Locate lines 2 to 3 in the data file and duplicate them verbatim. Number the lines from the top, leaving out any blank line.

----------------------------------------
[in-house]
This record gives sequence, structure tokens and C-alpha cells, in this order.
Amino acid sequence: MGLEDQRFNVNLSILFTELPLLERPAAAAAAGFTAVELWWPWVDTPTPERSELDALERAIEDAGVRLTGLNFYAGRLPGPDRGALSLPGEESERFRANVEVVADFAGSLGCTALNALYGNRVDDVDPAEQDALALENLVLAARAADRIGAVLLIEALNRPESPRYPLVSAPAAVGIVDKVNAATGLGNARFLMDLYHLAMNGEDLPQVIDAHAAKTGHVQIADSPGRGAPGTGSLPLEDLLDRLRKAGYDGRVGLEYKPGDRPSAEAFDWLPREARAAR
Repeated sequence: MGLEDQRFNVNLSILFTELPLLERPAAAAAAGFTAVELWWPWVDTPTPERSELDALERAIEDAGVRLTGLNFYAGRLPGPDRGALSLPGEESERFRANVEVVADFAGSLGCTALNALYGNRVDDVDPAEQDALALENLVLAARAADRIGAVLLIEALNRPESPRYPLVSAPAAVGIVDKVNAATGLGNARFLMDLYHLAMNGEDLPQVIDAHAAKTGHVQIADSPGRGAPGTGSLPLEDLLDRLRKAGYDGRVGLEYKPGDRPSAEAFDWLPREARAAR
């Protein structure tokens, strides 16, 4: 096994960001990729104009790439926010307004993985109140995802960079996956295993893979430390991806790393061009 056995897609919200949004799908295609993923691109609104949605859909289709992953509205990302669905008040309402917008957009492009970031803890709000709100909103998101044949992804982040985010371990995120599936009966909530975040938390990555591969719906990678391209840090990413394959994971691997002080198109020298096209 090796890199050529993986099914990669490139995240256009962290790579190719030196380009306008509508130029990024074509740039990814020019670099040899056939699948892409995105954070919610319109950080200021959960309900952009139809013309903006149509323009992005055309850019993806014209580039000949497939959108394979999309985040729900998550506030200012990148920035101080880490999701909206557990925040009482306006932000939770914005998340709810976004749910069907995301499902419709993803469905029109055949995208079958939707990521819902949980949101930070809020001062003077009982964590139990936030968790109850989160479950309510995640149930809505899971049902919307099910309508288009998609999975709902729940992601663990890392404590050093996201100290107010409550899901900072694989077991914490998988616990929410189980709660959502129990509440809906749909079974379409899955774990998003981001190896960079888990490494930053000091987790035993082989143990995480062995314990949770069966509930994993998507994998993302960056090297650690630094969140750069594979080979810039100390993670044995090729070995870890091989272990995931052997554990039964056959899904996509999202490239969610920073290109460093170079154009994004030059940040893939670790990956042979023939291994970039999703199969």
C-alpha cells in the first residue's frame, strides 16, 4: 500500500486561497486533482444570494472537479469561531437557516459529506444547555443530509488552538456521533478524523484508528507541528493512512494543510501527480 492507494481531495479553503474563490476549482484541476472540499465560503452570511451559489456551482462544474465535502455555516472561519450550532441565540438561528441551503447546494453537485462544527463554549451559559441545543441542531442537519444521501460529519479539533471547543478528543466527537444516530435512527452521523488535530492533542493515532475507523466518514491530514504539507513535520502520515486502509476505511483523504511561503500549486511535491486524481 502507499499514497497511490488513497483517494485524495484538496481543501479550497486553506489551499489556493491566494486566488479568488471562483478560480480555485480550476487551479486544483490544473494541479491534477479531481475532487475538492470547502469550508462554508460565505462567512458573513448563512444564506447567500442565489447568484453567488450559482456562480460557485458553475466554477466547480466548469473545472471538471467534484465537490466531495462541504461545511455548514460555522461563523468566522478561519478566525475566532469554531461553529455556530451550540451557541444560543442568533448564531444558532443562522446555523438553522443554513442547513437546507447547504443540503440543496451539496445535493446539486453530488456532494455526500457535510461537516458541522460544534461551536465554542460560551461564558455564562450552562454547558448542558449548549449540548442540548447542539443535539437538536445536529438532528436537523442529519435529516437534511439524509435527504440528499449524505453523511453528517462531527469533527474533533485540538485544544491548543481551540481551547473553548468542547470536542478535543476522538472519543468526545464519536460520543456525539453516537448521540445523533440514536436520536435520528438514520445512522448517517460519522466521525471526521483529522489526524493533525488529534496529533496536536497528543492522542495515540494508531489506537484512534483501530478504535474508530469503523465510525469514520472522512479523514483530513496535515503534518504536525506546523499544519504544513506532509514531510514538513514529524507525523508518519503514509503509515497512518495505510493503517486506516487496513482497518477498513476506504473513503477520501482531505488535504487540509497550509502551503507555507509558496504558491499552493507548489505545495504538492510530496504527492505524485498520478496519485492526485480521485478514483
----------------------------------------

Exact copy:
This record gives sequence, structure tokens and C-alpha cells, in this order.
Amino acid sequence: MGLEDQRFNVNLSILFTELPLLERPAAAAAAGFTAVELWWPWVDTPTPERSELDALERAIEDAGVRLTGLNFYAGRLPGPDRGALSLPGEESERFRANVEVVADFAGSLGCTALNALYGNRVDDVDPAEQDALALENLVLAARAADRIGAVLLIEALNRPESPRYPLVSAPAAVGIVDKVNAATGLGNARFLMDLYHLAMNGEDLPQVIDAHAAKTGHVQIADSPGRGAPGTGSLPLEDLLDRLRKAGYDGRVGLEYKPGDRPSAEAFDWLPREARAAR